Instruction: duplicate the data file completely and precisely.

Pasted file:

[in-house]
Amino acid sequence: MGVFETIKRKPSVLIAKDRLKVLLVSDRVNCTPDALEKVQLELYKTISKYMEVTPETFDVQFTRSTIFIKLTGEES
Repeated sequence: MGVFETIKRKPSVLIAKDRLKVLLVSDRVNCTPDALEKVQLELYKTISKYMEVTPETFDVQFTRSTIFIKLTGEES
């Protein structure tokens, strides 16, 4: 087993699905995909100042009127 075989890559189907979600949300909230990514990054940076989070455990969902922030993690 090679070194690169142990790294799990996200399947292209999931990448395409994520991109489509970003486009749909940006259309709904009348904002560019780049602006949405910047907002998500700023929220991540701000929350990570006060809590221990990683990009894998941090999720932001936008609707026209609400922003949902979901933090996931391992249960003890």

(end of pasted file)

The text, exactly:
[in-house]
Amino acid sequence: MGVFETIKRKPSVLIAKDRLKVLLVSDRVNCTPDALEKVQLELYKTISKYMEVTPETFDVQFTRSTIFIKLTGEES
Repeated sequence: MGVFETIKRKPSVLIAKDRLKVLLVSDRVNCTPDALEKVQLELYKTISKYMEVTPETFDVQFTRSTIFIKLTGEES
């Protein structure tokens, strides 16, 4: 087993699905995909100042009127 075989890559189907979600949300909230990514990054940076989070455990969902922030993690 090679070194690169142990790294799990996200399947292209999931990448395409994520991109489509970003486009749909940006259309709904009348904002560019780049602006949405910047907002998500700023929220991540701000929350990570006060809590221990990683990009894998941090999720932001936008609707026209609400922003949902979901933090996931391992249960003890």